The House State Affairs Committee introduced the proposal March 17. According to the legislation, a seven-member Gaming Commission would oversee all gambling, including Idaho tribal gaming, horse racing and state lottery gambling. It would also dissolve the state’s current racing and lottery commissions.
“It might be a good idea for us to look at a gaming commission, recognizing we probably need to enhance regulation over the various forms of gambling in Idaho,” said Chairman Tom Loertscher, R-Iona, who introduced the proposal.
Slot machines have been illegal in Idaho since the 1950s. However, allegations from the Coeur d’Alene Tribe that the horse-racing industry has improperly installed slot-like machines — which has evolved into repeal legislation making its way through the Statehouse— have sparked criticism from both sides.
Horse-racing representatives argue that the tribes operate slot machines on their reservations and do not want to compete with the lucrative electronic instant-racing betting terminals. Meanwhile, others have pointed out that the Idaho Lottery has quietly unveiled electronic versions of paper pull-tabs that also closely resemble slot machines.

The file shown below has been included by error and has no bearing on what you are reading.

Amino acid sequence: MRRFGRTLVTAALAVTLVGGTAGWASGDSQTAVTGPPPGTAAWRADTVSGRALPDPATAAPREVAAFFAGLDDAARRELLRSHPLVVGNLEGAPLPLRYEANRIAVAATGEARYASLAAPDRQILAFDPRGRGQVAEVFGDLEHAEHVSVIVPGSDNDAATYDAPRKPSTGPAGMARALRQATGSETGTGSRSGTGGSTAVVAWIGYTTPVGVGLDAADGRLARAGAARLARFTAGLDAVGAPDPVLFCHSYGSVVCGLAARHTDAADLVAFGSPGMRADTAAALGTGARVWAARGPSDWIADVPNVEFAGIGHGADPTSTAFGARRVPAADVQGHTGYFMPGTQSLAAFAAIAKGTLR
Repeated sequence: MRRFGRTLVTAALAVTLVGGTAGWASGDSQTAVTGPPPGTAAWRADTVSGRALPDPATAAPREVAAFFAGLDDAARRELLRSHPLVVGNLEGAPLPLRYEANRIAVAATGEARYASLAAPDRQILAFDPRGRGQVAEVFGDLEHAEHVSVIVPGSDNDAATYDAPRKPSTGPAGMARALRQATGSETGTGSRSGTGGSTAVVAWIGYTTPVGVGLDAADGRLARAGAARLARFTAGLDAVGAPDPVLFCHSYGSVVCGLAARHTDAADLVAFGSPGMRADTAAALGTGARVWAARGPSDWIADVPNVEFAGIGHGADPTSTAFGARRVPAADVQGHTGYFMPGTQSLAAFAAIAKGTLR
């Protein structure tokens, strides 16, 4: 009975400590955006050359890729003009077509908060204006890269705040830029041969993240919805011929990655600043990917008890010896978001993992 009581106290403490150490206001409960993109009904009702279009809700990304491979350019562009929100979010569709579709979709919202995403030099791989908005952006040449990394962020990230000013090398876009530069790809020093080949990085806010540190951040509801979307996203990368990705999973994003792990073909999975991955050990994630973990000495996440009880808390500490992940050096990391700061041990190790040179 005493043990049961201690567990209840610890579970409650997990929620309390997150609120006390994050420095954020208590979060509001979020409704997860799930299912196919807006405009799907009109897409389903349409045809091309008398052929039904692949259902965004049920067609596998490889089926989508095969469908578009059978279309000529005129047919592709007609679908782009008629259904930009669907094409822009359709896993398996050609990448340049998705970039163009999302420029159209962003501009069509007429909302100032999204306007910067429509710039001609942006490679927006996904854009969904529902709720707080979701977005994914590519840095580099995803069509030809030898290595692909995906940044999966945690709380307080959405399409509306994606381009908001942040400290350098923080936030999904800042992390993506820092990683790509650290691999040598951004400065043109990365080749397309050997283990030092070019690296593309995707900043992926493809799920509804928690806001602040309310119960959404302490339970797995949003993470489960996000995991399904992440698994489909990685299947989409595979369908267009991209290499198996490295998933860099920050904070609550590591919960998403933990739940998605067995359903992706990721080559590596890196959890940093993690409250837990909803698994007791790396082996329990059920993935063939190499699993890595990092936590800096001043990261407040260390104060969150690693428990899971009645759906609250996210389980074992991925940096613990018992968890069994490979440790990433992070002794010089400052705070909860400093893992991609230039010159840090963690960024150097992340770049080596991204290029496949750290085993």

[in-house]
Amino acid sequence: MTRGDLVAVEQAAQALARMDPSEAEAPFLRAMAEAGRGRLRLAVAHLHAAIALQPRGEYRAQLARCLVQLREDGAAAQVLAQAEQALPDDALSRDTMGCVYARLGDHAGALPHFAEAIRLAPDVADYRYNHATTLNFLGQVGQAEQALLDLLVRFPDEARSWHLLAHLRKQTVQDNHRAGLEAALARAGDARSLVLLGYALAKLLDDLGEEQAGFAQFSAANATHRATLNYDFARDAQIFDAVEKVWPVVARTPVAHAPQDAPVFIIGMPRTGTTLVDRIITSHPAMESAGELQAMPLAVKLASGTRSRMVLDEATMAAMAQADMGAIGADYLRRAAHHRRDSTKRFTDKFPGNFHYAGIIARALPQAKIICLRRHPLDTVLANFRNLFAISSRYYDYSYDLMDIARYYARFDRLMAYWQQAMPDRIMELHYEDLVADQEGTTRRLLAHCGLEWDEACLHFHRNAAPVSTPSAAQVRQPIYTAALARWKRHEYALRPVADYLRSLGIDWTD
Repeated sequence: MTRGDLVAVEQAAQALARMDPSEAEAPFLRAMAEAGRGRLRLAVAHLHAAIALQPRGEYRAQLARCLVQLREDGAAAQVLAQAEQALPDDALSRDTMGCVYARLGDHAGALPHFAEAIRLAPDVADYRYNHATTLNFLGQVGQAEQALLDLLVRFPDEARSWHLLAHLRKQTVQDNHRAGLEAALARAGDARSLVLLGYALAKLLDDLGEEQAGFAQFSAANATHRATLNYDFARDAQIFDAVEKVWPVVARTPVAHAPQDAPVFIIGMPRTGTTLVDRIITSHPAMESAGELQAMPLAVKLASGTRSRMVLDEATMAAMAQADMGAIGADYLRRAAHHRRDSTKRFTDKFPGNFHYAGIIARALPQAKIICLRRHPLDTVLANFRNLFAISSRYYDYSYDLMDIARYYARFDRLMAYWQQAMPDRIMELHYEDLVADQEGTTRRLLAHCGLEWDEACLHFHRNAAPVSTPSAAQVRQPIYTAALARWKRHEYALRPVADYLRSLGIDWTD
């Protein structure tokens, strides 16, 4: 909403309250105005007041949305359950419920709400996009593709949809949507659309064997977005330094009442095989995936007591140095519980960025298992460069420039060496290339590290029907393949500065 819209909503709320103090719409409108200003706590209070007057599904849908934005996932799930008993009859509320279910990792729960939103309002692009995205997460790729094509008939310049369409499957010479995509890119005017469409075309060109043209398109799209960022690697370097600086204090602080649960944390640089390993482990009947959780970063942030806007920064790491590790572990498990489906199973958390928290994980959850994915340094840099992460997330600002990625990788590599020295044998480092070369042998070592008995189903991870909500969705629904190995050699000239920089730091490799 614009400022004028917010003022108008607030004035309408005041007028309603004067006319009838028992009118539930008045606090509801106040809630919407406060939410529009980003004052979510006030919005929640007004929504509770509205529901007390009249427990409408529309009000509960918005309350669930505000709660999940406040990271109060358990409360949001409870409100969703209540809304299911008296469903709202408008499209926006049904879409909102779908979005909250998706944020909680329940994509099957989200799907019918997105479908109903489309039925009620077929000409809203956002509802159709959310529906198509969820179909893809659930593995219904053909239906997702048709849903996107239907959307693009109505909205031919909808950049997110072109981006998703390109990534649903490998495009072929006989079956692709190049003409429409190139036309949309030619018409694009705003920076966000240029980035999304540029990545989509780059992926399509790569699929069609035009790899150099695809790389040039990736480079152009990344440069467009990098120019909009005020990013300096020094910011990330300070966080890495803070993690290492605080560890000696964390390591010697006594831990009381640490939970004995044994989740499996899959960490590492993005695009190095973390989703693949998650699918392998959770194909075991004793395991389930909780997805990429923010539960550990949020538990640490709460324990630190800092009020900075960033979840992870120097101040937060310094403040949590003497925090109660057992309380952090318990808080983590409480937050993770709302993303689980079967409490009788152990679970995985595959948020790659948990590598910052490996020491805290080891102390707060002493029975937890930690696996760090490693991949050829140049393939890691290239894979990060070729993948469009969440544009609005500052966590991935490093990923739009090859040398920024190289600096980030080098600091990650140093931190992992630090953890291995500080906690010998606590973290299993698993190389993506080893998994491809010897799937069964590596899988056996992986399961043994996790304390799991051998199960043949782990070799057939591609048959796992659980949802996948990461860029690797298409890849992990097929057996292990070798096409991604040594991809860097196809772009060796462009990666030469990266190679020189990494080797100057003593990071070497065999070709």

During a lengthy hearing, a House panel recently expressed alarm after a member of the state’s Racing Commission told lawmakers he did not know there were concerns over the horse racing betting machines. “I think it’s essential given what we’ve heard, we need a process to investigate these allegation to make sure these machines are compliant in all forms of the law,” said Republican Rep. Vito Barbieri, R-Dalton Gardens.
Assistant Chief Deputy Attorney General Brian Kane first suggested the idea of a gaming commission while speaking during a hearing February about repealing instant horse racing. Kane added that his office has little authority to investigate claims regarding gambling.
Police in northern Idaho are currently investigating the legality of the horse-racing machines; however, the Idaho Legislature has advanced the repeal legislation. It has already passed the Senate, and a House committee is expected to vote on the proposal soon.